The problem is, they do. Evidently, the flock is not as dumb or "easily led" -- in the words of The Washington Post -- as evangelical leaders think.
While the Russell Moores and Warren Cole Smiths urgently warn conservative Christians that Trump is a model-marrying libertine, actual evangelicals understand that this is entirely beside the point.
This is not an election about who can check off the most boxes on an evangelical lifestyle list. This is an election about saving the concept of America, the last hope for Christianity on the planet.
A country in which partial birth abortions are freely available, but children can't hold hands and pray in school, is not a country where Christians are winning.
What difference does it make where a candidate stands on abortion or gay marriage, when a few more years of our current immigration flow will mean no Republican can ever be elected president again and nine Ruth Bader Ginsburgs will sit on the Supreme Court?
Unless Americans stop being outvoted by foreigners, Christians -- as well as libertarians, neoconservatives, fiscal conservatives and moderate Democrats -- have no hope of winning anything, anywhere, anytime. The last Christian country on Earth will be no more .
Evangelicals don't need candidates to have religious ecstasies on stage. They need a man with the courage to stand up to the infectious madness pushing Third World immigration on our country.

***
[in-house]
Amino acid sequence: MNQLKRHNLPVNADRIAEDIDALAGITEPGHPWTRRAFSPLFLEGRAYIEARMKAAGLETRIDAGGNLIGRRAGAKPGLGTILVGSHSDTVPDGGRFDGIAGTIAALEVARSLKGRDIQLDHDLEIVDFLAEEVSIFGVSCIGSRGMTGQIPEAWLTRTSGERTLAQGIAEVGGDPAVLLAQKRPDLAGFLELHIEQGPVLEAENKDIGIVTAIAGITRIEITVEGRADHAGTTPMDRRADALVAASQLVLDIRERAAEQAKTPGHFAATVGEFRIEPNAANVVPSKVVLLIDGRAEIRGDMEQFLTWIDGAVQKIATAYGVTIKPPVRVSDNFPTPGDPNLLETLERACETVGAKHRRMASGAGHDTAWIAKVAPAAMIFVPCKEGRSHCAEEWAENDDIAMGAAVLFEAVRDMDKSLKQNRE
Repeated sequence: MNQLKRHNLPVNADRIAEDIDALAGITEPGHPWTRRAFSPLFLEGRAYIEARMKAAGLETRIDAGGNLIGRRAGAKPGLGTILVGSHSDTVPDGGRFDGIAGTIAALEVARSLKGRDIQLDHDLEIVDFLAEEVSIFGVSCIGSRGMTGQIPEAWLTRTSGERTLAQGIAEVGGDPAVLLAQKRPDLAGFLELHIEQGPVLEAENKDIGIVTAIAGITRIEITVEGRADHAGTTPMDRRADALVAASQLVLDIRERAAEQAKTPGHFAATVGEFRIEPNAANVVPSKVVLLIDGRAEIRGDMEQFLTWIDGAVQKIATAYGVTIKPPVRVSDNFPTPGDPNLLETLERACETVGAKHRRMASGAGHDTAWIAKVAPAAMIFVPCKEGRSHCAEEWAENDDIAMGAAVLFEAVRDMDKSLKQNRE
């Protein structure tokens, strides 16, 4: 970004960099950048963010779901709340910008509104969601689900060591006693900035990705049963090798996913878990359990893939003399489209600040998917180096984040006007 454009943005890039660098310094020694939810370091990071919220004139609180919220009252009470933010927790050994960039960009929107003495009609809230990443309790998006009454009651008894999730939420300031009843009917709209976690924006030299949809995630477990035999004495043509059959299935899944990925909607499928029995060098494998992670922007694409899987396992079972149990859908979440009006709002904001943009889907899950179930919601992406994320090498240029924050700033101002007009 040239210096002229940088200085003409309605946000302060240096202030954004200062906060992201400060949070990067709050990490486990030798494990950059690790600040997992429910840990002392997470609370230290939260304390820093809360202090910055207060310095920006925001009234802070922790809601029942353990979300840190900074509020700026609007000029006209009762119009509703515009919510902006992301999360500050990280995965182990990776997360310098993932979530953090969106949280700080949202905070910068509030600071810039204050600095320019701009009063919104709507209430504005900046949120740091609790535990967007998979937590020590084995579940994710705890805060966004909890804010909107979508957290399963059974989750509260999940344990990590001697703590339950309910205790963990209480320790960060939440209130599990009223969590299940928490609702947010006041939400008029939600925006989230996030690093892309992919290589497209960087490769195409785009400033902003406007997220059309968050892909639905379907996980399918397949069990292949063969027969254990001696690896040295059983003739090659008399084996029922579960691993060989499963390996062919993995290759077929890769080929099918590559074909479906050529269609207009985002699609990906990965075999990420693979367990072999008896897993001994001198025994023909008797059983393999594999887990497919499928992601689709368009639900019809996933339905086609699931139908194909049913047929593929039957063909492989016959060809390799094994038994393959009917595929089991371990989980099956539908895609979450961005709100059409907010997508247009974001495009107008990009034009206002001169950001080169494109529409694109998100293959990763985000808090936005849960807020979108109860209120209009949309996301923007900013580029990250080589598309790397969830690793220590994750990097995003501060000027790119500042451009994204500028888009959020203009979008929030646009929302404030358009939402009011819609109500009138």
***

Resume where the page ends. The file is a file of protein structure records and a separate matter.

Marco Rubio devoted his entire Senate career to pushing amnesty -- but he made a point of letting the press know that he went to church on Wednesday this week, the day of the debate.
Meanwhile, Trump's pitch to the religious right is: Yeah, I don't go to church that much. (At least we know he's not lying!) But he promises to build a wall, deport illegals and end anchor babies.
Evangelicals know Trump will not go on a witch hunt against some county clerk over gay marriage or sue a high school football coach for allowing his players to pray. It's the left that has the maniacal bloodlust of totalitarians. Only Trump will oppose them -- and with gusto!
What other candidate would toss out un-PC phrases like "illegal immigrant" and "anchor babies" without breaking into a sweat? No other candidate of either party agrees with Trump on immigration -- and if they say they do, they're lying.
Even after Trump rocketed to the lead with his immigration policies, the media still refuse to discuss the issue. The demand for ever-more poverty-stricken immigrants from primitive cultures has gone beyond cheap labor and has become a mass hysteria.
Half the evangelical "leadership" in America can't comprehend anyone who is not consumed with worldly approval. Russell Moore is afraid to disagree with The New York Times from his religious community in Tennessee. Donald Trump actually is an elite, but he doesn't care what his friends on Fifth Avenue think of him.
Some Christians want proof that a candidate has memorized Bible verses. I want a candidate who lives by this verse: "So do not be afraid of them."